About Computers for Newbies & Everyone Else

March 5, 2013

What are Those Hard to Read Characters for Anyway?

I receive questions about those goofy, hard to read letters which are found on many websites from time-to-time.  They are known as “Captchas.”  Yes, a nonsensical word, unless you are a geek. It actually stands for the word, “capture.”  Now that you just repeated them both in your mind, you are nodding – you get it!

imageWhen captchas first started out you usually found one “word” which you had to retype in a text box in order to proceed to the next step on a site.  I use the word “word” loosely since when the captcha craze first started out it was a combination of letters and usually did not spell an actual word.  Today they have advanced to multiple words or letter/number combos like “ck1U8iuX7” and appear slanted or wavy.

At first it was easy, but then with the addition of numbers, caps and slants things became a little more difficult.  Was that a numeral one (1) or the lowercase letter “l?” Is that a twisted capital “X” or lowercase?  So, to help out with that they added a reload button, which is basically one curved arrow chasing another.  If you clicked that button it would give you another word, sometimes to your advantage and sometimes not.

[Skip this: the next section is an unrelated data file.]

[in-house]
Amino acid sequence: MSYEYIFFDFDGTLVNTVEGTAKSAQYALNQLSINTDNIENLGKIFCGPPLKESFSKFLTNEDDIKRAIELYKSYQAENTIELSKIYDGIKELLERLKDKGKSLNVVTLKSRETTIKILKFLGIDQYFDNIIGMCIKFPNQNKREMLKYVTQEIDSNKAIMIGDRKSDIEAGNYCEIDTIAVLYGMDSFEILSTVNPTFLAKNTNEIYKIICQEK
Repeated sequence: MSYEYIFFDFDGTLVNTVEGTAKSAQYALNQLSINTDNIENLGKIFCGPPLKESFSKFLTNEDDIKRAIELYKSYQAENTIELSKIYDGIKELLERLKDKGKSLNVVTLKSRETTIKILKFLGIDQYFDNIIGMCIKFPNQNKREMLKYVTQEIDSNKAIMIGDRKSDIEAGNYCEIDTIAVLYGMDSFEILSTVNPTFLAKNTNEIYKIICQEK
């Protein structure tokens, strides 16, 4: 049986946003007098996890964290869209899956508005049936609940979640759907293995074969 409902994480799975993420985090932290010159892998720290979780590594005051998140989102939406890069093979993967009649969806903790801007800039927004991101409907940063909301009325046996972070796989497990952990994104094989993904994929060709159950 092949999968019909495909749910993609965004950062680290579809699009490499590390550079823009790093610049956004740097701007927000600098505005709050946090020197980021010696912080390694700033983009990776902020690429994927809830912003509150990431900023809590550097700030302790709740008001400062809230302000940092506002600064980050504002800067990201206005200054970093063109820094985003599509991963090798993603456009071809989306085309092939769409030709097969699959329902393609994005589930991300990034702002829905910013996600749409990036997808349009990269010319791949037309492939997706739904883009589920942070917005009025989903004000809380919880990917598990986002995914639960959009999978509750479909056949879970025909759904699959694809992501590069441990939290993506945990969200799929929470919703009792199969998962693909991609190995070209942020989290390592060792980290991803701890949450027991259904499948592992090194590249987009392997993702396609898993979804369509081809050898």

Later it was decided to add another button to “speak” the word.  The icon is usually represented by a small speaker for you to click.  I have tried these on occasion and I just LOL (Laugh-Out-Loud, for you non texting folks).  I cannot understand anything.  To me it sounds like static with a voice lightly speaking in the background; worthless.

OK, now you understand what they are but you still need to know the why of captcha.

Captchas were created to keep internet robots (sometimes called net-bots) from signing up for accounts on websites.  Basically I could offer the first one hundred people who join my website a free copy of my book (example only – I have no book).  A net-bot could immediately log onto my site and register hundreds of fake users in a matter of seconds; thereby, locking out real humans.

The captcha process is called a “challenge-response test.” This basically means that in order to make sure you are a real human it gives you a test that a computer cannot pass.  As we can see from above the “challenge” to you is to decipher the words you see in the graphic box and the “response” is for you to reenter that pattern of characters into a textbox.  If you pass the test you go to the next step, if not you can try another set of characters until you get it correct.

I use a captcha program called, “reCAPTCHA” which is owned by Google.  Google states that they are displaying over 100 million captchas every day with this service.

Captchas are a pain but it is all about internet security, so embrace it.

To try it out and see if you can pass the test by going to and click the “Contact Ron” link in the upper left of the page under “Pages.”  If you want to LOL hit the speaker and hear the hint.  And for another reCaptcha try this one.

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